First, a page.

National Geographic : 1949 Nov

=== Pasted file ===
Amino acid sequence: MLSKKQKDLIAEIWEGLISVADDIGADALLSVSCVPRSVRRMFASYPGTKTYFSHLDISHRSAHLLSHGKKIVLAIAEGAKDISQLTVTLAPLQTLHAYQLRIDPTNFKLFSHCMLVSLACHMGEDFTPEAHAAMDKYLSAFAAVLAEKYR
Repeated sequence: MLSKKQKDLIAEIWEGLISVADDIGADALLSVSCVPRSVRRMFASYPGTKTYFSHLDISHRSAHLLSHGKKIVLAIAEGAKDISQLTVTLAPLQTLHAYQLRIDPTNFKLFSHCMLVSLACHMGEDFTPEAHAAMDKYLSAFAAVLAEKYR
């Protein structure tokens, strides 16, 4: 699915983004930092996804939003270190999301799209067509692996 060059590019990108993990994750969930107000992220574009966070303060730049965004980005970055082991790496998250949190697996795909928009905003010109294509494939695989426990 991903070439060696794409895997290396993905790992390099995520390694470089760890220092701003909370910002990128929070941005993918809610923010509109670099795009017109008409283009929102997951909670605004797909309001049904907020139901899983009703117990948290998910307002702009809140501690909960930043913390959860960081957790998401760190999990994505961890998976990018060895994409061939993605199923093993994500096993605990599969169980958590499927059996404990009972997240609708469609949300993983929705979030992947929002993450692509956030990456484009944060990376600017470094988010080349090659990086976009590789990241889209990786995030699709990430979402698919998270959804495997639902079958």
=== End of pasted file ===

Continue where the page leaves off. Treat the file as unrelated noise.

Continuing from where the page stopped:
Crater Lake Snow Piles 20 Feet Deep, Bringing Joy to Skiers and Water Consumers White blanket on ground and trees brings out the rich, dark blue of the waters surrounding Wizard Island. To reach the lake's rim, 7,000 feet above sea level, Sno-Cat surveyors battled a blizzard for 33 hours (page 699). The girls are about to run one of the ski trails on the outer slopes of the huge crater. Because of the lake's great depth-maximum, 1,996 feet-and moderate winter temperatures, ice rarely forms on it. park headquarters on paving. Ignominious! Our second morning at Crater Lake we found that a pack rat had been whiskering through our stuff. The rodent kleptomaniac had made off with one of Jack's felt inner soles. Sharp teeth had chewed Jasper Tucker's rawhide bootlaces into short, useless scraps. On the Cone of an Ancient Volcano We skirted the vast bowl of Crater Lake (above). Its matchless majesty of cliff and dark waters showed fleetingly through snow squalls.* To dodge snowslides, we dropped down from the rim, tracing gullies that once spilled hot lava from the fiery maw of ancient Mount Mazama. The way twisted among trees so thick we had to trim off hefty lower limbs to worm through. In summer these branches are 20 feet above ground. Floundering to the chop- ping spots was like wading through a bin of chicken feathers. We had a scare. Jack Fletcher and Harvey Woods were riding the front skis of one Cat. This gave extra traction to the steering skis on steep turns. As the steel steed dove down a short pitch, Jack felt the ski he rode slide toward a tree. He jumped just in time! When the Sno Cat struck the tree, Harvey fell off in a drift. Men pulled him out. In the excitement no one noticed, for a moment, that Jack was missing. As calm was restored, we heard a muffled voice: "Hey! Get me outa here!" Arch found Jack so deep in a hole under the tree that the snow surface was four feet above his head. Jack said the Sno-Cat's left track missed his right ear by inches. * See "Crater Lake and Yosemite Through the Ages," by Wallace W. Atwood. Jr., NATIONAL GEO GRAPHIC MAGAZINE, March, 1937.